The first workshop was conducted in December 2015. We were all geared up and ready with numerous ideas and activities up our sleeves. However, the first hour of this workshop was a complete eye-opener. We realized that majority of the teachers themselves struggled with basic level grammar. How does one expect the students to comprehend grammar if their teacher doesn’t? To top it, the teachers were appallingly over-loaded with ‘clerical’ work and meagrely paid. As a result, conducting these extra, out-of-syllabus language activities in class dropped to the bottom of their to-do list. I had been warned to expect this by my professor but, we never thought it would be so bad. So, discarding many of the activities designed earlier, we now focused on designing activities which could be implemented in 10-15 minutes and the role of teacher would be only of a facilitator with minimum efforts on his/her part.
There have been quite a few such eye-opening encounters, but there have been some good experiences too. The most heartening one for me has been to find out how effective a role music can play in language acquisition. Once, during a field visit to the KBGV School in Tirthapuri, I sang the nursery rhyme ‘Old Macdonald Had a Farm’ with the girls as an ice-breaker activity. (We needed a song in English and it was the only one I could think of!) A month later, some of the girls from the school wrote to me (letter-writing and making pen-pals is also one of the activities we are employing) that they have taught the song to girls from other grades, have been singing it almost every day and would love to learn some more. I was ecstatic... We are now trying to design some musical activities for developing their listening comprehension, vocabulary and pronunciations.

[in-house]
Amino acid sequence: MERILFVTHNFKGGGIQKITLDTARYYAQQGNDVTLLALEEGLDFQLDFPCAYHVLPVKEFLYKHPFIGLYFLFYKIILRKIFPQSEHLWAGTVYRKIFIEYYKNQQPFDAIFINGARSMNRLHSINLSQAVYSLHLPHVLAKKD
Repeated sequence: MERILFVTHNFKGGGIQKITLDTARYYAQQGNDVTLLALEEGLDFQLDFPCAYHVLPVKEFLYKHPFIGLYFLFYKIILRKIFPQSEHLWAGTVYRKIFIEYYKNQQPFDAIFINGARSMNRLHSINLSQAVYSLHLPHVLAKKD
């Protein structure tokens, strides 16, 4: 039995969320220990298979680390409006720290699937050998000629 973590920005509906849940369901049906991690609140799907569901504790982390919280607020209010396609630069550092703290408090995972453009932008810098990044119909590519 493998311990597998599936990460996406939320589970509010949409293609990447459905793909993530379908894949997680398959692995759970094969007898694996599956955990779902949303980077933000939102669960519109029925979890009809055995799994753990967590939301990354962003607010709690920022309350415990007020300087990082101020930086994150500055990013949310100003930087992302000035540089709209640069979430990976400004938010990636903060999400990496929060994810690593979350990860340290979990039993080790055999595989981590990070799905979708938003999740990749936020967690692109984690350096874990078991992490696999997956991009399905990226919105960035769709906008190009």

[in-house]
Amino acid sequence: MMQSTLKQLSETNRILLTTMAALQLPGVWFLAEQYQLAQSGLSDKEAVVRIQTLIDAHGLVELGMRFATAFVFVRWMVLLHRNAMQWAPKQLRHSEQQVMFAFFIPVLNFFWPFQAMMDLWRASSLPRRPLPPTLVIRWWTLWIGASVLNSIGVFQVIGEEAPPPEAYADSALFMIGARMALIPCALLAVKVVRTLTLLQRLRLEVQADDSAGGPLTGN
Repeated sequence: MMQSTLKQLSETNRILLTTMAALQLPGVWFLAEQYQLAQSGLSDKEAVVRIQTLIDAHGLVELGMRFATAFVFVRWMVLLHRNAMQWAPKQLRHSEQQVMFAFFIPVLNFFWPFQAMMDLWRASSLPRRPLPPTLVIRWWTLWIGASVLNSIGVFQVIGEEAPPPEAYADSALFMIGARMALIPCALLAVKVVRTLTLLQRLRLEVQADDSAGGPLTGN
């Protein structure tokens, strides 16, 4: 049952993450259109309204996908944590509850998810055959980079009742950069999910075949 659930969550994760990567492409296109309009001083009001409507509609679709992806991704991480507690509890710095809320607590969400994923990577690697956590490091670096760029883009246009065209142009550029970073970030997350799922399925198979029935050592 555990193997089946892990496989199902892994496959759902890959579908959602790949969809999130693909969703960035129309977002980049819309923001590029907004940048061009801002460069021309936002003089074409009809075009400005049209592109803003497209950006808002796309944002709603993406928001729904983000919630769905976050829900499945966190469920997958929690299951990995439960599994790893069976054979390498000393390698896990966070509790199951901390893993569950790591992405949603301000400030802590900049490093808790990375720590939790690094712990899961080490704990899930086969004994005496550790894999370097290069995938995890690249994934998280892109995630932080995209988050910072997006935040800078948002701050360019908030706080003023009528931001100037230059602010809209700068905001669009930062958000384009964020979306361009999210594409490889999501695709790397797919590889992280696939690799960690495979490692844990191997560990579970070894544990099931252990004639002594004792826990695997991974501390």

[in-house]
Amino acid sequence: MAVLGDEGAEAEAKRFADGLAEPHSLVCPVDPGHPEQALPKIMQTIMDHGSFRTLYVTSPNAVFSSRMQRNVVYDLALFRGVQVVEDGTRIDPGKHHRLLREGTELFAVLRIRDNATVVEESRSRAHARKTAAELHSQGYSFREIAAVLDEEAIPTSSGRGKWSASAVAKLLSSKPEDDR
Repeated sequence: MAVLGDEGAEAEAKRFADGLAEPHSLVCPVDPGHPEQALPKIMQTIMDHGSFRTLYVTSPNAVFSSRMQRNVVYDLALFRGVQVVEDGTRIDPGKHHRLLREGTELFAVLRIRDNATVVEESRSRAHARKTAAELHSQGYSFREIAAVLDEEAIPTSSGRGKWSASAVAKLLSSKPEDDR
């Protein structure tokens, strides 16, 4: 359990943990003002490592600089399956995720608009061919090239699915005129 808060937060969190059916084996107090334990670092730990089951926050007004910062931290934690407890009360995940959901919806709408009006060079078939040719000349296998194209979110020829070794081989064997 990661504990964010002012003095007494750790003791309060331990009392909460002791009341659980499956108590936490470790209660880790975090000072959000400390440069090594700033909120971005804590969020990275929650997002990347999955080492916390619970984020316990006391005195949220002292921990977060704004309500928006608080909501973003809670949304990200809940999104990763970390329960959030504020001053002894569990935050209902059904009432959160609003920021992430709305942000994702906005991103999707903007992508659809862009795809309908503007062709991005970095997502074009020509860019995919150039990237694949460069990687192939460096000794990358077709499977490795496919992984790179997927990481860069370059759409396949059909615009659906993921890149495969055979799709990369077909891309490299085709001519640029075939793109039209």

Three workshops have been conducted so far and I have learnt a lot from them. This was my first encounter with Linguistics as well as the ground realities of English-Teaching in the rural scenario and, as mentioned earlier, it has been a complete eye-opener. Among other things, it has also helped me understand better and tackle more efficiently the difficulties faced by many of my BA and B.Com students at college who study English Communication Skills as a compulsory subject.
To sum up, the ‘Lets Learn English’ programme has been very educating for me so far but, it is still an embryo and has a long, long way to go as we have a few more workshops lined up, and if this pilot project succeeds, so much more to look forward to!
Source : Kranti Doibale, email@example.com